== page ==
STP911: Laser Damage in Plastics at the Frank J. Seiler Research Laboratory (FJSRL)

    O'Connell, RM
    University of Missouri-Columbia, Columbia, MO

    Saito, TT
    University of Missouri-Columbia, Columbia, MO

    Deaton, TF
    University of Missouri-Columbia, Columbia, MO

    Siegenthaler, KE
    University of Missouri-Columbia, Columbia, MO

    McNally, JJ
    University of Missouri-Columbia, Columbia, MO

    Shaffer, AA
    University of Missouri-Columbia, Columbia, MO

    Pages: 11    Published: Jan 1985


    Abstract

    In order to study ways to improve the laser damage resistance of transparent polymers and thereby realize their advantages for high power laser system applications (e.g., they are lightweight, inexpensive, and castable), a laser damage program has been established at FJSRL. In this paper we describe the damage facility and present the results obtained during the initial year of the program.

    The heart of the damage facility is a 1.06-micron wavelength Q-switched Nd:YAG laser capable of providing 300 mJ, 8 nsec FWHM pulses at repetition rates up to 10 pps. For the results reported here, the beam was focused to a 46 micron 1/e2 spot diameter.

    Extensive single and multiple-shot bulk damage studies were made of several commercially available materials including polymethylmethacrylate (PMMA), three grades of polycarbonate (PC), and cellulose acetate butyrate (CAB). Measured single-shot damage thresholds were, respectively, 41 J/cm2, 15 J/cm2, and 15 J/cm2, which correlates with the relative “dirtiness” of the materials. Of the three materials, PMMA also had the greatest multiple-shot damage resistance. However, at fluence levels ≤ 0.1 times its single-shot threshold, CAB appears to be remarkably damage resistant.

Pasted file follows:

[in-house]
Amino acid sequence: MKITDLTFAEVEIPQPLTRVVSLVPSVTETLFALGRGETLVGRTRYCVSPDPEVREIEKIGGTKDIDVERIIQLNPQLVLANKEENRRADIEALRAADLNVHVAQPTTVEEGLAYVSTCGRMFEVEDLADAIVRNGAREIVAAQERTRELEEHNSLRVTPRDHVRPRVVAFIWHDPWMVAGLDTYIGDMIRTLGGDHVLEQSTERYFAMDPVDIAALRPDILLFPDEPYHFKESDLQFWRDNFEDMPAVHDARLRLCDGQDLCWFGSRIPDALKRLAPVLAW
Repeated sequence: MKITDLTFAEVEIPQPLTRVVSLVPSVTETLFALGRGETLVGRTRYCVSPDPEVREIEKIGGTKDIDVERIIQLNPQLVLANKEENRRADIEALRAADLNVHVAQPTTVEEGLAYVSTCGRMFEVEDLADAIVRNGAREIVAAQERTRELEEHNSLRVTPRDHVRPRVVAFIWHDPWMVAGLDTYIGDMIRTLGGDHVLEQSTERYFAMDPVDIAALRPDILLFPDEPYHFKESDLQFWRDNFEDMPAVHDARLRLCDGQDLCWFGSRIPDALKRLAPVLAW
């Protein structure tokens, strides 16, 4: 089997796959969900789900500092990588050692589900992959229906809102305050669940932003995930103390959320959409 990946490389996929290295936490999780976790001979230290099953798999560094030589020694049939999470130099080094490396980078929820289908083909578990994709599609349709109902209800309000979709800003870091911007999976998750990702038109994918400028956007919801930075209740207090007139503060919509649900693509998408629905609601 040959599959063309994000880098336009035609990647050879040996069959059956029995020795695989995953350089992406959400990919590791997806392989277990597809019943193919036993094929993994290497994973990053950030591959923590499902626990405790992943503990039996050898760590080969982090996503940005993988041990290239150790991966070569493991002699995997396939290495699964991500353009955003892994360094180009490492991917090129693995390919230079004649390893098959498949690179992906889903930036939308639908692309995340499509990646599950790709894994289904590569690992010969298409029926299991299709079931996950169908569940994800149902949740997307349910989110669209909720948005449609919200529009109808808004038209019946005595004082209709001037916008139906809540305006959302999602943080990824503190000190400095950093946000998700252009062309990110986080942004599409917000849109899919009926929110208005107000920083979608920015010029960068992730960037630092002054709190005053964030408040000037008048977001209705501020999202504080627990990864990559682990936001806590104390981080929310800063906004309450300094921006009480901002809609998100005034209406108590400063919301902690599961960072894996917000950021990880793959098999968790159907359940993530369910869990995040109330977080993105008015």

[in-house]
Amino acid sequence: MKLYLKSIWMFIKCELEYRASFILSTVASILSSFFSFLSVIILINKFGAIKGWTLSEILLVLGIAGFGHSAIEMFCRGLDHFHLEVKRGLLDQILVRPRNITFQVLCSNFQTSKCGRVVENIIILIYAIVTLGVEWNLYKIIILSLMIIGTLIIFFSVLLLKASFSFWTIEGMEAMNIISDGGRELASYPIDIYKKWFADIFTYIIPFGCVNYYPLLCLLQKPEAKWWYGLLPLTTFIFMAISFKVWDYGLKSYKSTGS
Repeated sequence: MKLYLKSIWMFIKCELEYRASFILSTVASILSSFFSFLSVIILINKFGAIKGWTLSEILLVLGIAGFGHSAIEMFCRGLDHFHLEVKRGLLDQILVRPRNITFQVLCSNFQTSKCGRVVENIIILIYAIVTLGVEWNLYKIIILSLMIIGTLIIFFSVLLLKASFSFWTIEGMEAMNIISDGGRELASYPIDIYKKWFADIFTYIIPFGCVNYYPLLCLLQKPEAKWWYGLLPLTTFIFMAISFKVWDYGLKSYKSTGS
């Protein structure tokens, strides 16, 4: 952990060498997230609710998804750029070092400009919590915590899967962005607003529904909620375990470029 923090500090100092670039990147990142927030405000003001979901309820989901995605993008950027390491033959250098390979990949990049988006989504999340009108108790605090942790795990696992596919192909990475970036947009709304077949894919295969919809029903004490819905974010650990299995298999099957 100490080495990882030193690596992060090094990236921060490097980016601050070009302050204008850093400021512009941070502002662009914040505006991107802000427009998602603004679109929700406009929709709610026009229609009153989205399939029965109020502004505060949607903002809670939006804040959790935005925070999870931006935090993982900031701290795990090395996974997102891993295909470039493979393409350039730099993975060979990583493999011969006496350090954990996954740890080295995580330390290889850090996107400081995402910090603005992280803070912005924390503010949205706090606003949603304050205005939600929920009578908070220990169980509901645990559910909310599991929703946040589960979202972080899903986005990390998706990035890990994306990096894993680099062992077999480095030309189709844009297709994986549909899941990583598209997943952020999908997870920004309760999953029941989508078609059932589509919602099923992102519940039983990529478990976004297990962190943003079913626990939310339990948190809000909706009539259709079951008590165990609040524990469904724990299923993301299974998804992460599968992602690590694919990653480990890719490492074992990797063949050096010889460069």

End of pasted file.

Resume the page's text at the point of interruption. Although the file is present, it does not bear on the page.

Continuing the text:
Preliminary measurements were also made on PMMA which was synthesized in-house from both unpurified and moderately purified monomers, both with and without unpurified plasticizers. The single-shot damage threshold of the material made from purified monomers (no plasticizer) was 1.6 times that of the material made from unpurified monomers. The multiple-shot behavior of the purified material as compared to that of the unpurified material was even more remarkable.

    Keywords:

    bulk laser damage, cellulose acetate butyrate, multiple-shot, single-shot, plastics, polycarbonate, polymethymethacrylate


    Paper ID: STP28957S

    Committee/Subcommittee: F01.11

    DOI: 10.1520/STP28957S


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